Learning and Teaching Around the World

Learning and teaching have long been been cornerstones of Burning Man culture. On playa, resource and knowledge sharing among participants is part of what makes our city unique. Off playa, Burning Man Project is documenting, publishing, and disseminating the collective knowledge of Burning Man, and bringing participants together for educational gatherings where they can dissect, discuss, and add to it. Over the course of 2018, Burning Man Project invested heavily in people and ideas to augment our global, distributed learning network.

We hired two new full-time staff members, an Education Content Producer and an Education Project Manager, to take on the large amount of work that goes into synthesizing three decades of experience in the Burning Man universe, and to think creatively about how to nurture our community’s growth. They also support academic projects from institutions around the world, including researchers from the MIT Media Lab and Finland’s Aalto University in 2018.

Led by our Education and Event Operations teams, Burning Man Project hosted its eighth Theme Camp Symposium in San Francisco in March 2018. Over 300 theme camp leaders, mutant vehicle camp leaders, and artists attended plenary and breakout sessions covering a wide range of topics, including Decommodification, best practices for handling camp assets and logistics, better acculturation of new campmates, camp leadership qualities, and fostering a culture of consent and mutual respect. Produced jointly by volunteers from our Documentation and Webcast teams, the livestream of the Symposium drew more than 600 online participants. The video is publicly available on our YouTube channel.

In October, Burning Man Project collaborated with the Esalen Institute to produce a week-long conference at their celebrated retreat center in Big Sur, CA. Participants chose from course tracks exploring Burning Man Art, Culture, Collective Impact, and Collaborative Leadership, as well as a series of “Conversations on the Edge,” with a wide variety of speakers. The culture and leadership tracks were prototype courses based on Burning Man’s internally-developed curricula, making this our first experiment in rolling out homegrown content in a focused environment designed exclusively for learning and teaching. A scholarship fund provided access to the conference for those who wouldn’t otherwise have been able to attend.

In November, a contingent of Burning Man Project staff led by CEO Marian Goodell traveled to the University of Fribourg in Switzerland, to attend the first-ever academic conference devoted entirely to Burning Man and transformational event cultures. Scholars in 10 academic disciplines presented to an audience that included researchers from universities around the world, as well as Burning Man regional organizers, artists, and staff. Supported by the university in partnership with the Swiss National Science Foundation, the event was part of a four-year project called “Burning Progeny” that is examining how Burning Man culture and the 10 Principles are taking root in Europe and beyond.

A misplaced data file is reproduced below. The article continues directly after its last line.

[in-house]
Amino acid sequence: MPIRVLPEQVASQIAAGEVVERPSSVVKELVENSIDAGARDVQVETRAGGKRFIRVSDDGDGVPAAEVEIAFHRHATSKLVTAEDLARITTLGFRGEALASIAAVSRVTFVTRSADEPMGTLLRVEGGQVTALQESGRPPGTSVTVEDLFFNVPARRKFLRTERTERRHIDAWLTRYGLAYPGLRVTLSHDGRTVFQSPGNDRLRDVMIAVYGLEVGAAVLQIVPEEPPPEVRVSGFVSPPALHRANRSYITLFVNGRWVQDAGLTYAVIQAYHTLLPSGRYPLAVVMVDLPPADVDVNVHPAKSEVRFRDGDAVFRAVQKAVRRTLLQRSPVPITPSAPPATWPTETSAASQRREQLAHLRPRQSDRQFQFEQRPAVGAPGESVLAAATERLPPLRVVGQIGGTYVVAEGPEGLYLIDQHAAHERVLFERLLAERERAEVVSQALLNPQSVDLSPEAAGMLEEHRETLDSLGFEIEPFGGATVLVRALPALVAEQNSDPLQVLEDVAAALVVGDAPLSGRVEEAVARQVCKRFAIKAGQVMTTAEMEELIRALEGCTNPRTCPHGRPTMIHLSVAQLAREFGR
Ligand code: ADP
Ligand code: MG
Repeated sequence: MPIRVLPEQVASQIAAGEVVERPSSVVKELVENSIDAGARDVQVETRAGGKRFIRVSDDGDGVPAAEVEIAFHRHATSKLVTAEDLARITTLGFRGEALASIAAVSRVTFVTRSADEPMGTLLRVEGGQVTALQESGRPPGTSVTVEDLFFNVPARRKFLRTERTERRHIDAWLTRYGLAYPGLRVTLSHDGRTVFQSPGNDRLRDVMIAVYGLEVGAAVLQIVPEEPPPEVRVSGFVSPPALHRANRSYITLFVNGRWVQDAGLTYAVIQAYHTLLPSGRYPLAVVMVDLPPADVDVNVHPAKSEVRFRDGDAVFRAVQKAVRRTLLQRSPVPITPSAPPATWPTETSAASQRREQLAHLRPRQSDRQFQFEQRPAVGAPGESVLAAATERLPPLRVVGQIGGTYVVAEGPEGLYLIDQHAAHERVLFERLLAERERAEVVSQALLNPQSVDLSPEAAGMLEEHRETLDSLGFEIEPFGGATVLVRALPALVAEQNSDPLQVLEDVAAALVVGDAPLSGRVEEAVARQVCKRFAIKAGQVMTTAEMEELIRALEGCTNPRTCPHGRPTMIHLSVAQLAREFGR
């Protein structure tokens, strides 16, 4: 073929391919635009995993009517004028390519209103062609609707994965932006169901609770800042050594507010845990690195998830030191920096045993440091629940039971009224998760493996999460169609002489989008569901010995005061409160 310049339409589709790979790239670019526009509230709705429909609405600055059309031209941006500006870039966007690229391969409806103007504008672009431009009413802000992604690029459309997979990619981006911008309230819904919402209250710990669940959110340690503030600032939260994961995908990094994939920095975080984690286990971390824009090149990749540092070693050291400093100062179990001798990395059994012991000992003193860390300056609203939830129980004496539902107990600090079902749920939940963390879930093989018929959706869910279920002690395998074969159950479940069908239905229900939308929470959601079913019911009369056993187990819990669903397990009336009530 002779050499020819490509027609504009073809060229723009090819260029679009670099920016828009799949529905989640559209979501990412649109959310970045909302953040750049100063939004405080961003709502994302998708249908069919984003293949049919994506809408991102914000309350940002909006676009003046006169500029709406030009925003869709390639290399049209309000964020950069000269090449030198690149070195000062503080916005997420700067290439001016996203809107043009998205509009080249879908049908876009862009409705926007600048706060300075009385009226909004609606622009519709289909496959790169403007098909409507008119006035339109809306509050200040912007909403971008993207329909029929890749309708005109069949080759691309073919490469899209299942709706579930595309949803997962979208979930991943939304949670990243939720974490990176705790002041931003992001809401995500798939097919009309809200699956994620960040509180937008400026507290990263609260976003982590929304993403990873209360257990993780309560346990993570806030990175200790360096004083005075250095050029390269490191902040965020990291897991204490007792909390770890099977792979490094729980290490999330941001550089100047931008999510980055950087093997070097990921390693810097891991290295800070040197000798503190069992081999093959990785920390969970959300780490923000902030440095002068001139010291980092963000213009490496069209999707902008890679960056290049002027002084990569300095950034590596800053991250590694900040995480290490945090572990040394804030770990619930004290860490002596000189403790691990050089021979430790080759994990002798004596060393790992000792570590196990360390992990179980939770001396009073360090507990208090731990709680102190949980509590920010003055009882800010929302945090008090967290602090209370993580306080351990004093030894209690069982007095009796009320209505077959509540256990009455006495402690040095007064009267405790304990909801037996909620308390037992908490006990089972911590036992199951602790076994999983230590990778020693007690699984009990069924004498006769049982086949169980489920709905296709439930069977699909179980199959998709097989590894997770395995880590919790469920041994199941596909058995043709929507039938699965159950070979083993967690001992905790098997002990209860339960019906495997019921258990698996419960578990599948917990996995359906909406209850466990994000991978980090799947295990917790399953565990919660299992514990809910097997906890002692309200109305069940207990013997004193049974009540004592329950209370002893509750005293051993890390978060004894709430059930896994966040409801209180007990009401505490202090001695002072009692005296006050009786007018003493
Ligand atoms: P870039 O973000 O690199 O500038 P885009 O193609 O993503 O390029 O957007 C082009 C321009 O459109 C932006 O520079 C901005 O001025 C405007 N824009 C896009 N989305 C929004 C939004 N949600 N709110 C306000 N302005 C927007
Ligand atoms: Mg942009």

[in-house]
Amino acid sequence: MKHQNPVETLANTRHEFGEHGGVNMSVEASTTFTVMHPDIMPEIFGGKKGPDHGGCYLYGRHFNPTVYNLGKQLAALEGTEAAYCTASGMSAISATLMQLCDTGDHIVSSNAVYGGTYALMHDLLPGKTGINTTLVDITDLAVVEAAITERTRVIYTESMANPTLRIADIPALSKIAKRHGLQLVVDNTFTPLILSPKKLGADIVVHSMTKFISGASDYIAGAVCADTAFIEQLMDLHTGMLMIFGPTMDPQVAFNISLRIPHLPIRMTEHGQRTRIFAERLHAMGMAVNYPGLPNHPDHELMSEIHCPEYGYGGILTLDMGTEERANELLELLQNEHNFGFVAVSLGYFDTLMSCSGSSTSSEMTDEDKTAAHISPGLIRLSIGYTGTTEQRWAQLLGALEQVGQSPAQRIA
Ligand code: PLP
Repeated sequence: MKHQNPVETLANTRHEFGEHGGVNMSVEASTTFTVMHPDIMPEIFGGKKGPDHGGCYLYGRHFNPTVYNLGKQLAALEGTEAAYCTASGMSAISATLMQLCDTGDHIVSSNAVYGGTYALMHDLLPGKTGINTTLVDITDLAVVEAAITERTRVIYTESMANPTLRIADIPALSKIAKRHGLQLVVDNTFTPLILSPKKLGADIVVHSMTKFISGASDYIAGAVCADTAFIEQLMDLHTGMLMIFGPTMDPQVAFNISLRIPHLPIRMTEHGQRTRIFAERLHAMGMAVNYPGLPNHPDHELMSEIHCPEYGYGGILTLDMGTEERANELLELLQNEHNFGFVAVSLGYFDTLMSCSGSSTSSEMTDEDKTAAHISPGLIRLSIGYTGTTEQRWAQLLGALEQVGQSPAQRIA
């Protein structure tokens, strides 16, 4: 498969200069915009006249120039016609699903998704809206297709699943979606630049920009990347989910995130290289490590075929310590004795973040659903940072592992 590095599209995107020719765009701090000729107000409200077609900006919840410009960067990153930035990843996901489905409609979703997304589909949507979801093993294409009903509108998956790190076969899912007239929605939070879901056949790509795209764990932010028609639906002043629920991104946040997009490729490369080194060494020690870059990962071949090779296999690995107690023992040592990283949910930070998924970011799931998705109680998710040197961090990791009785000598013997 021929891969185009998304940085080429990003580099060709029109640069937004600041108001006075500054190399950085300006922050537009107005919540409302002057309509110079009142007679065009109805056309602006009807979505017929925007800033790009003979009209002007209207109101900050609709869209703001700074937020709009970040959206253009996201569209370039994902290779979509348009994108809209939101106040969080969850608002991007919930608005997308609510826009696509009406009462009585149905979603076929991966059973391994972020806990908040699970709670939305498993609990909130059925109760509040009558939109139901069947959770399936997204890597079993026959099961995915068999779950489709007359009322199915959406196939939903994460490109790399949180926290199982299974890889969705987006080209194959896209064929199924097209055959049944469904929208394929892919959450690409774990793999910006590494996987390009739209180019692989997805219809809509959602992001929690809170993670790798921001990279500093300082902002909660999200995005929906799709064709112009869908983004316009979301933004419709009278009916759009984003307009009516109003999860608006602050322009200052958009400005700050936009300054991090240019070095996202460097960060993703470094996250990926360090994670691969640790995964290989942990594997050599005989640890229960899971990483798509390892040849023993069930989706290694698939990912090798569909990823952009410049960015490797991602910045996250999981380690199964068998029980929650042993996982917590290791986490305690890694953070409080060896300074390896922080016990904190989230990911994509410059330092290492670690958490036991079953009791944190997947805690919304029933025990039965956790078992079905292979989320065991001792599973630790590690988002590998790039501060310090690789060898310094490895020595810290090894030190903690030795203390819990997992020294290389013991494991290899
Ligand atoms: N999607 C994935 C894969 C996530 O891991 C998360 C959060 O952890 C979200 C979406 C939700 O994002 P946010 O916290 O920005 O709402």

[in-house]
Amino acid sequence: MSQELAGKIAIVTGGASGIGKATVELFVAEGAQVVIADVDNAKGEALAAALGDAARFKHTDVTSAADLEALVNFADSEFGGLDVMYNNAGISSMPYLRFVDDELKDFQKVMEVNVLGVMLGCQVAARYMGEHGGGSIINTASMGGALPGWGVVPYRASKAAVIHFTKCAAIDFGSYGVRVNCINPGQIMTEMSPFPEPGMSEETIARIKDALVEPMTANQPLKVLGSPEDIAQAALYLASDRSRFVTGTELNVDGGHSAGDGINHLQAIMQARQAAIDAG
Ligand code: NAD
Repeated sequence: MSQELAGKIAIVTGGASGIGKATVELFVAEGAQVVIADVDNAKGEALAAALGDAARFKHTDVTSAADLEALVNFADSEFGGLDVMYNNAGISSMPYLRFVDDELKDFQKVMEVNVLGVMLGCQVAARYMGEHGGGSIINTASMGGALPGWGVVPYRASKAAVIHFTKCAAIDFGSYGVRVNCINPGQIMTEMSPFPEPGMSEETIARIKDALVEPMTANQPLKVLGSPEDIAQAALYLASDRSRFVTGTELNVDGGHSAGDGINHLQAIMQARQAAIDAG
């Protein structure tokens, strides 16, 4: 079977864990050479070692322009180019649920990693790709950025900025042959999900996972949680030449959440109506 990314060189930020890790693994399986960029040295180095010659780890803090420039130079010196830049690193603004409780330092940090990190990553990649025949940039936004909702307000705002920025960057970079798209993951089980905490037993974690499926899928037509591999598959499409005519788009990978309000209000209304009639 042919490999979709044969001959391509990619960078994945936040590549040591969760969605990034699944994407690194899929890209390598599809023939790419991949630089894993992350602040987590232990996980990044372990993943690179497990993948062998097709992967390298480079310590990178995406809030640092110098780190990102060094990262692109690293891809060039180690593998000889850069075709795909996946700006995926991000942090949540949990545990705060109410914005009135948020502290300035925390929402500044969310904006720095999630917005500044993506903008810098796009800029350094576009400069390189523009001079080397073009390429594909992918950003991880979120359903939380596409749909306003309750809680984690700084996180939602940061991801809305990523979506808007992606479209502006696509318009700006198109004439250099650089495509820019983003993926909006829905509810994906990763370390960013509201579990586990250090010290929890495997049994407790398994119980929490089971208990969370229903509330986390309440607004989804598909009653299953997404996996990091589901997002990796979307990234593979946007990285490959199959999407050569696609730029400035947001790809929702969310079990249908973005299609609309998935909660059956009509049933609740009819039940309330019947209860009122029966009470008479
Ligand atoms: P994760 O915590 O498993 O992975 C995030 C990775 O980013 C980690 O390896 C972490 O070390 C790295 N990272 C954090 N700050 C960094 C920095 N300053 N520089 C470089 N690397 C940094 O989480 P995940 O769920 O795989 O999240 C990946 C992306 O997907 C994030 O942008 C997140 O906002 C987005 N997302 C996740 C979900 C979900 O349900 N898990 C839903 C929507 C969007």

Back in the U.S., the newly established Volunteerism Team finished its first year in 2018. Formed to better synthesize support and resource needs for Burning Man Project’s volunteers, the team established a new training program for Volunteer Leadership. The program includes online interactive sessions, a digital handbook, and live Q & A sessions covering topics like Conflict Resolution, Giving and Receiving Feedback, and Nonviolent Communication. The team also partnered with People Operations to kick off a new, year-round Volunteer Peer Support Counseling group.

Many of these activities were supported in part by a handful of donors who contributed to Burning Man Project’s education initiatives in 2019. Over the next few years we will continue to rely on generous support from donors so that we can develop teaching and learning tools that connect the global Burning Man network and empower people to enhance their lives and communities.

The Burning Finns

Burning Man’s connection with Finland’s Aalto University began in 2014 when Anssi Laurilla, a student at the Aalto Design Factory, a space that facilitates interdisciplinary projects in arts, design, engineering, and business, came up with the idea to bring a student-designed and built interactive art project to Black Rock City. The structure “Pike of Mana” delighted Black Rock City participants on playa in 2015. In 2016, Aalto supported the “Koulu on Fire” project, bringing the “Koulu School" peer-learning concept to the Man Base. Originally developed by a Helsinki think tank, the Koulu concept empowers participants to teach a lesson on a topic of their choosing – an idea that resonates with Burning Man’s culture of peer learning. After field-testing at the Burning Man event, the concept was brought to post-earthquake Nepal and the Zaatari refugee camp in Jordan. In 2017, the Finnish crew brought another innovative art project to the playa, “Space on Fire,” which turned satellite data signals into art in a structure called the “Cosmic Egg.”

Observing the evolution and growth of the Finnish team inspired an Aalto University post-graduate fellow, Dr. Jukka-Pekka Heikkilä, to study the way that ad hoc and temporary creative networks can transform into longer-term collaborations. In 2018, he launched the “Burning Stories” project, combining in-depth research on the Finnish Burners with a broader data sample of BRC participants collected through online questionnaires. The data should provide some fascinating insights into how creative community is built and nourished in the Burning Man world.